“To do this, the government has been creating small budget surpluses, but probably must undertake a large reduction in spending, a fiscal contraction, in order to significantly pare down the debt,” she continues. “However, the areas in which the government cuts spending may have a large impact on how the contraction is manifested throughout the economy.” Lowery has been using a large data set of Jamaica’s expenditures to pinpoint areas in which the government of Jamaica can effectively cut spending and still have economic growth.

“The research that I have done has really changed my life,” she notes. “Until I started EXCEL, I had very little idea of what I wanted to do with my life. Now I know that I would ideally like to become an economic analyst or adviser.”

Agrawal also believes his work will benefit him in his career.

“I plan to work for Morgan Stanley after I graduate from Lafayette,” he says. “As a member of the leading investment bank on Wall Street, I think the perspective that I have developed by seeing how a government raises capital and manages its liabilities will be invaluable.”

Both students also are pleased that their work has a chance of positively impacting the people of Jamaica.

“I see the effect that my work can have on others, which is one of the greatest rewards that I have gotten from EXCEL,” says Lowery. “I like economic research, and hopefully my research will contribute to the discussions by the Jamaican government on how to improve their fiscal situation and the Jamaican people will in turn benefit from greater economic activity.”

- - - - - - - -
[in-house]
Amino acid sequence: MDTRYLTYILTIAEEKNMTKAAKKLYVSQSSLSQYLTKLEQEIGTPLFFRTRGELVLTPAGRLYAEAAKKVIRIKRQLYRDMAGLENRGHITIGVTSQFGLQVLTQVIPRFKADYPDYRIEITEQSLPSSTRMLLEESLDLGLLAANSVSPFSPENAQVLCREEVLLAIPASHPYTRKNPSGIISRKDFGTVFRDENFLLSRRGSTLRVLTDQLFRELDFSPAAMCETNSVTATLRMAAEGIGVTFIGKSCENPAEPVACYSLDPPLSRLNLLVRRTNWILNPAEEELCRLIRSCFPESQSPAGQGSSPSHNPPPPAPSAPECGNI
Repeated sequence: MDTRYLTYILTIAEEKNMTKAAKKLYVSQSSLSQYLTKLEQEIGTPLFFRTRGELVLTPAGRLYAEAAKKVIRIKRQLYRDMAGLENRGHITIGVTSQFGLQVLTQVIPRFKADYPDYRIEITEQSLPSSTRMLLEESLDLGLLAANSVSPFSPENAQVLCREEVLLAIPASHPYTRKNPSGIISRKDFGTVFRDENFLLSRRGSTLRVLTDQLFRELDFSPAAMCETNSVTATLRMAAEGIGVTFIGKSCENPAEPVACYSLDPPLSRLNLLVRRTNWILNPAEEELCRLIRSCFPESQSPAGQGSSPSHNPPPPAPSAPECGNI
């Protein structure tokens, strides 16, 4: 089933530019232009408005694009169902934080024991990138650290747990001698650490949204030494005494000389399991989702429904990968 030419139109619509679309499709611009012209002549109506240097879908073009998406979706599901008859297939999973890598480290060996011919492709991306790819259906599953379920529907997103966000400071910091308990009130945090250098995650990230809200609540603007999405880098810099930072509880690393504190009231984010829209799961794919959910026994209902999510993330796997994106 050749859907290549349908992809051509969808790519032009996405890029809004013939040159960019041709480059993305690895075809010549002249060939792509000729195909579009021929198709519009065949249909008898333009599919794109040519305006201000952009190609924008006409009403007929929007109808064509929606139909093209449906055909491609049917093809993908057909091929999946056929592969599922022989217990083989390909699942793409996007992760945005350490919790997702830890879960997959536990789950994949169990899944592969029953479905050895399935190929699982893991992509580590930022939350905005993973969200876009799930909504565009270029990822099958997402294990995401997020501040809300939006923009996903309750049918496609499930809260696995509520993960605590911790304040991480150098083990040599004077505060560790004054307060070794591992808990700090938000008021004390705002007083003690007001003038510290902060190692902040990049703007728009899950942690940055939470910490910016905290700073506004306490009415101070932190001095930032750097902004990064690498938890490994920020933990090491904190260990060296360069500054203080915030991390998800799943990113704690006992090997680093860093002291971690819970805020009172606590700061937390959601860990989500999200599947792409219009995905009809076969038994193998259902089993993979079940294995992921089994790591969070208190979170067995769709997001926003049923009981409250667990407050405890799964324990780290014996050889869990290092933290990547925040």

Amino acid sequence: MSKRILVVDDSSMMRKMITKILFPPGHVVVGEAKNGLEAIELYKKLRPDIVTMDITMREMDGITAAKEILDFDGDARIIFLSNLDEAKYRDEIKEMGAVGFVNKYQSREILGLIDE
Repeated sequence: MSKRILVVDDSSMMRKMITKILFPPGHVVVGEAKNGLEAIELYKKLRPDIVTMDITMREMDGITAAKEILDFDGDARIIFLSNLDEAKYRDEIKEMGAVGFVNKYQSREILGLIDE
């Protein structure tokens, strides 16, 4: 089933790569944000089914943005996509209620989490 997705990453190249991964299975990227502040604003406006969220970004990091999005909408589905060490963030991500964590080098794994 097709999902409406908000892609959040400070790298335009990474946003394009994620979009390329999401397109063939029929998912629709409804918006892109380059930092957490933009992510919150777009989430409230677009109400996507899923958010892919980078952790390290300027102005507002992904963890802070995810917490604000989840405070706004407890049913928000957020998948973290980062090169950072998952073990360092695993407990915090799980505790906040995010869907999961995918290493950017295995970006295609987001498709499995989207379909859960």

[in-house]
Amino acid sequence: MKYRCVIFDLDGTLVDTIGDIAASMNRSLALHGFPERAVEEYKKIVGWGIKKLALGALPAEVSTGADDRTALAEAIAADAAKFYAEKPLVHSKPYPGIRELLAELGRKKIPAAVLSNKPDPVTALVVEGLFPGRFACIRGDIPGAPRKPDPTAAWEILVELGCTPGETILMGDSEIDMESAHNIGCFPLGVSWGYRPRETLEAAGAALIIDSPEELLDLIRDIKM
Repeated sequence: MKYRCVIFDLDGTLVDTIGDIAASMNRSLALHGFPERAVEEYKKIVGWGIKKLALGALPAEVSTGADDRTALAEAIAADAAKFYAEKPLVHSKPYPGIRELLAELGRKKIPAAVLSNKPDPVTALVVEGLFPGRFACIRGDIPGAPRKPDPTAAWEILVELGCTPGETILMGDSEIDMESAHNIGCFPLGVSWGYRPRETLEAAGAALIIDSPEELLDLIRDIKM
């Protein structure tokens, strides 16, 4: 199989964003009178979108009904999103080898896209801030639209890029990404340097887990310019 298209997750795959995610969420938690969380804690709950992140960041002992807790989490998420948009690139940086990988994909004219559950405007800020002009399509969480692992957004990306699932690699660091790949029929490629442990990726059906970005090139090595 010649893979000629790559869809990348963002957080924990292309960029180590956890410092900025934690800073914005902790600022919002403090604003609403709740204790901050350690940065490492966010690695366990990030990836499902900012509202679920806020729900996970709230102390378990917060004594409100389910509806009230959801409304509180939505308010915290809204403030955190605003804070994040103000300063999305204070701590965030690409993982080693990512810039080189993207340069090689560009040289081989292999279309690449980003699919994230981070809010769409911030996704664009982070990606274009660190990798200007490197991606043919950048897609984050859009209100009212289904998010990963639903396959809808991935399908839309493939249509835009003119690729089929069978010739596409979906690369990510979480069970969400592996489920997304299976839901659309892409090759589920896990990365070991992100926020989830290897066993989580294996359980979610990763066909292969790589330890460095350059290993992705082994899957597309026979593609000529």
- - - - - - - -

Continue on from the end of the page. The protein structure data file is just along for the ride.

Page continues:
For Agrawal, the EXCEL project offered opportunities that far exceed conventional classroom experiences.

“I think this research opportunity is one that any undergraduate would kill for,” he says. “I got to do research on a topic that is very current and applicable to many developing nations around the world. Our research is not just going to end up in a journal, but has become part of the policy framework for the Government of Jamaica. I feel very privileged that I was involved in research as an undergraduate that is being read by leading public finance scholars and top policymakers.”

Hutchinson also feels a sense of accomplishment from completing a project that will have practical applications.

“This is a thrill for an economist, to have one’s work create a direct dialogue with those who shape policy,” he says. “The Minister of Finance’s praise for the quality of their work is a testament to the positive contributions that Lafayette students can make to timely and important issues.”